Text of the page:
Sixteen-year-old Destany has lived a life full of cheer.
“We started Destany in a tumbling class when she was five years old,” said Waleska, Destany’s mother. “She was immediately hooked and had a real talent and passion for it.”
Over the years, Destany participated on various competitive cheer teams. She joined a local team, Stars Vipers, at age 14 and won a national championship with the squad in 2015. While she has been successful throughout her 11-year cheerleading career, her hard work has not come without a few set-backs.
Destany endured a stress fracture in her back at age 12. Her pediatrician referred her to Dr. Shaylon Rettig, who currently serves as section chief of sports medicine at CHRISTUS Children’s and assistant professor of pediatrics at Baylor College of Medicine.
“I wore a back brace for three months and did physical therapy to recover after my back injury,” said Destany. “I love Dr. Rettig; he is so thorough and helpful, and really easy to talk to. He has been my physician for several years now. I go straight to him any time I have an injury.”
In November 2015, Destany was just beginning her sophomore year at Brennan High School, where she is a member of the varsity cheerleading squad.
“It was November 6; a game day. We don’t normally practice before football games, but on this particular day, we did,” said Destany. “Everything was normal until I woke up on the ground – I don’t even remember the fall.”
Destany, a flyer and stunter on the squad, was at the top of a pyramid when it unexpectedly collapsed, causing Destany to fall to the ground.
“When I opened my eyes, I didn’t know what was going on around me. I tried to walk it off, but I couldn’t think straight,” Destany said.
She soon started feeling tingling in her hands and feet and couldn’t see. The coach sent her to the school nurse, who called an ambulance. Destany was transported to a local hospital and was told she had endured a severe concussion and spinal shock.
Destany was released from the hospital three days later and immediately returned to Dr. Shaylon Rettig.
“When Destany came into my office, she was unable to walk on her own,” said Dr. Rettig. “She had major loss of motor strength on the right side of her body, almost like she had a stroke. While her symptoms showed signs of a brain injury, there was no evidence on CT and MRI scans.”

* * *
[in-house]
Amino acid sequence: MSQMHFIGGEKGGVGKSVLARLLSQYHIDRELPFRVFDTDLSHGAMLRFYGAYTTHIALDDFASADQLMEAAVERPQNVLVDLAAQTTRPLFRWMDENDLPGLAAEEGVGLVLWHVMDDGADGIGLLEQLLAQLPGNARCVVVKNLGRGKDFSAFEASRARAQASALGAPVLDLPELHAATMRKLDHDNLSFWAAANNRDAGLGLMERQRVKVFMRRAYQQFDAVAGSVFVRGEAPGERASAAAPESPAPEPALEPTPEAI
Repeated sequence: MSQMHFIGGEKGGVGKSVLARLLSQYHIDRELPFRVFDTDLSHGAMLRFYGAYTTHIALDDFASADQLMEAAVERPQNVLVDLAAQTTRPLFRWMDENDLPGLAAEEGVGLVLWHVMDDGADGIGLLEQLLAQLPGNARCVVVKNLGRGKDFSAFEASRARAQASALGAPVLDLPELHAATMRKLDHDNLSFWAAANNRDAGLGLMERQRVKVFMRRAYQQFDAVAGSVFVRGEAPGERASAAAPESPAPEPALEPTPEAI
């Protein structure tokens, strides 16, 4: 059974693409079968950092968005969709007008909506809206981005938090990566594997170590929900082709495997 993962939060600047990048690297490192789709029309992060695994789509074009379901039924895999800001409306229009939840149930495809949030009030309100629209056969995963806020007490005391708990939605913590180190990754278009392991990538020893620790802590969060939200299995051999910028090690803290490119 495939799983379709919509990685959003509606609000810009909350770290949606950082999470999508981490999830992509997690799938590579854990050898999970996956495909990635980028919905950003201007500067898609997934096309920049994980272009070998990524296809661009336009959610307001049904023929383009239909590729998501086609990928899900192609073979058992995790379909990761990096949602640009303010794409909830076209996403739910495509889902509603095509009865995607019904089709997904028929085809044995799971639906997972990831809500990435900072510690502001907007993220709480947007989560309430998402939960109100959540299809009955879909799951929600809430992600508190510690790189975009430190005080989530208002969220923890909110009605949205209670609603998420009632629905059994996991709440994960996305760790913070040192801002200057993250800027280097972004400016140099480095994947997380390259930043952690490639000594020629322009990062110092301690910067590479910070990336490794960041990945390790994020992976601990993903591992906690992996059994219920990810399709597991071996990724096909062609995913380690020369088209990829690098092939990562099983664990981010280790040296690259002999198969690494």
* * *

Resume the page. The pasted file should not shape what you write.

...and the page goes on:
Destany couldn’t walk, write, or feel with her right hand. She had trouble reading and suffered from severe headaches. She was on bed rest for one month, and home-bound from December 2015 to April 2016.
Destany underwent extensive occupational and physical therapy for several months to work on her strength, relearning simple skills like walking up the stairs, cutting food, and gripping with her right hand. She also practiced reading and writing.
“Walking was my biggest struggle. After a few months, I started feeling my hand more, and was able to walk longer distances,” said Destany. “I still struggled with balance, but over time, I started making more progress. I was finally feeling like I was getting back to my normal self.”
Destany made a dramatic recovery. She started half-day trials at school, and was well enough to go back full-time. She had one final visit with Dr. Rettig before being cleared.
“After several months of work with physical and occupational therapists, Destany had made a lot of progress fairly quickly. The fact that she has made such a remarkable recovery is incredible,” said Dr. Rettig. “I performed one more assessment, which included a neurological exam, motor exam, concussion computerized testing, and visual motor testing, and there were no signs of any deficit. She was back to her pre-injury levels and no longer required academic accommodations. In April 2016, I released her to return to cheering, with some restrictions.”
Destany started slowly, going through the motions of routines, and reducing jumping and tumbling. For her safety, she was no longer allowed to perform stunting or flying.
“I have to restrict myself,” said Destany. “I still get headaches if I am doing too many handstands or spinning during a dance routine, but I’m learning to be more careful. Hopefully I can return to stunting by the end of the year.”
Today, Destany is happy, healthy, and continues to get stronger. She finished her sophomore year this spring and looks forward to her junior year. She has big dreams.
“My biggest dream is to go to Florida and win nationals as a member of the Top Gun All-Stars one day,” said Destany. “I still have a few more years to get there, but if anything happens, I know I have Dr. Rettig.”
“I think Destany’s passion and motivation to get back to doing what she loves played a big factor in her recovery process,” said Dr. Rettig. “Concussions are mysterious; the slightest injury could trigger a concussion, and we don’t always know how our bodies are going to respond or recover. In most cases, people fully recover. Soccer, basketball, football, and cheerleading are among the fall and winter school sports that put children at the highest risk for concussions. Unfortunately, injuries happen, but I am here to make sure our kids are restored to good health; that is my passion.”